Today’s photoessay continues my exploration of NYC’s streets in black and white. Perhaps I’m being masochist in continuing this series after the dissenting opinions expressed in the comments in Part one (found here) – but once again, photography is subjective interpretation and each observer has their own views and preferences. I happen to like the precision and perfection others call ‘clinical soullessness’ – and I’d argue that the lack of imperfection is a style and skill of its own; consistently being able to find ‘perfect moments’ in a sea of uncontrolled chaos is extremely difficult indeed – which anybody would know if they’ve tried it. Enjoy. MT
Given how ingrained certain locations are in the popular photographic consciousness due to heavy presentation in a particular style by multiple photographers – Paris and NYC in black and white of course come to mind – I think it’s possible to do one of two things: either avoid that style altogether and try to find your own, or explore a little in the genre and see what falls out. I had a chance to try both the last time I was in New York; to be honest, I found B&W with moderate contrast to suit the timeless feel of the location a bit better – as opposed to expressing the fleetingly temporal nature of life. There’s of course no right or wrong. (My attempt at individual style can be found here, in the NYC cinematics photoessay.)
One of the exercises I did at the last round of US workshops was an exploration into finding style. Naturally, having taken both of the groups in San Francisco to see the Garry Winogrand exhibition that was on at SFMOMA, there was more than a healthy curiosity amongst the groups to attempt to shoot replicate his way of shooting. I of course had to demonstrate. Whilst I don’t particularly care for his off-center/ misaligned/ ‘loose’ framing and various forms of blurring, I do appreciate his sense of timing and getting into the moment and the scene. Plenty of shooting from the hip or with the tilt screen and a wide lens ensued; the OM-D and 12/2 was weapon of choice. Enjoy! MT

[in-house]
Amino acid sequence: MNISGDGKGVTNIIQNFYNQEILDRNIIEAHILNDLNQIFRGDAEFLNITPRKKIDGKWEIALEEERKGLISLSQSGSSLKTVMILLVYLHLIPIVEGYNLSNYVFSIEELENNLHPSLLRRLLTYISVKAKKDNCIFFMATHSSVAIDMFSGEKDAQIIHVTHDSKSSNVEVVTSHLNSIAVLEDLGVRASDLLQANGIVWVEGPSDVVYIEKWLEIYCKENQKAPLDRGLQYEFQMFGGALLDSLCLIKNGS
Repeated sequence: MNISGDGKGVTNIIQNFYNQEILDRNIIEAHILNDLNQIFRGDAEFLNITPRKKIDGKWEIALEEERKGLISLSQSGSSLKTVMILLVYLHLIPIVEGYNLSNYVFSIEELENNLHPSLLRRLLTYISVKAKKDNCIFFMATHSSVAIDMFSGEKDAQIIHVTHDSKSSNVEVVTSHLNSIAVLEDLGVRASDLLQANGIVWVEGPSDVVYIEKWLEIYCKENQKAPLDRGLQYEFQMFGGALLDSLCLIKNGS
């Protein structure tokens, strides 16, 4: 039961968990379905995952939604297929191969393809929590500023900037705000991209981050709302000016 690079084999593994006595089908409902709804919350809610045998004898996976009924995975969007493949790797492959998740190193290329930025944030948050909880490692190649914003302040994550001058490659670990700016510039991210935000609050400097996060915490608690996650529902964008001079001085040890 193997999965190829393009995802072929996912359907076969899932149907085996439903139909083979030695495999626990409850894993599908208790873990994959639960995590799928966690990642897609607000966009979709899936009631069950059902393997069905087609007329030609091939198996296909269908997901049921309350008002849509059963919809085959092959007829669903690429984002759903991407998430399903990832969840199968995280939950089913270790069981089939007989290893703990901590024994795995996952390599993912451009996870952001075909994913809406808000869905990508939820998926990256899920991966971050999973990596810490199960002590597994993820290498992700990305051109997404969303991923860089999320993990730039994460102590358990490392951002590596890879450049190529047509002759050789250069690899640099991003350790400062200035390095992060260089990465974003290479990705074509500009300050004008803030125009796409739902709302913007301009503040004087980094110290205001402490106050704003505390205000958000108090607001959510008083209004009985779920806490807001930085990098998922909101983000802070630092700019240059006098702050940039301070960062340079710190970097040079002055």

I can’t really say these have a common theme other than reporting on life in the city; however, subjects, light and various urban geometry cooperated at times to make some images I was rather fond of. Enjoy! MT
What is a city without its people? What if a person from several thousand years ago were simply transported into the present day and dropped in any moderately-sized metropolis without any explanation – especially on a Sunday, when only a few brave souls are to be seen wandering the streets, purposefully running the gauntlet or perhaps acting as keepers of the strange world? Nature appears to have taken over in places, though the square rocks remain. Even the animals mostly avoid the place. Strange movable objects line every path. Did something bad happen here? Would they view the cities as strange landscapes? Or recognize them as artificial constructs? Perhaps they would wonder why anybody would leave nature to be all squashed together in square rectangular blocks…or maybe they wouldn’t even view the blocks as fit for human dwelling. To question, to wonder, to dream, to adapt, and go forth out to explore out of curiosity even if it makes us feel a little bit scared. That is what makes us human.
Or, perhaps, I just scared the Fukuokans off with the mighty clap of my Hasselblad mirror :P MT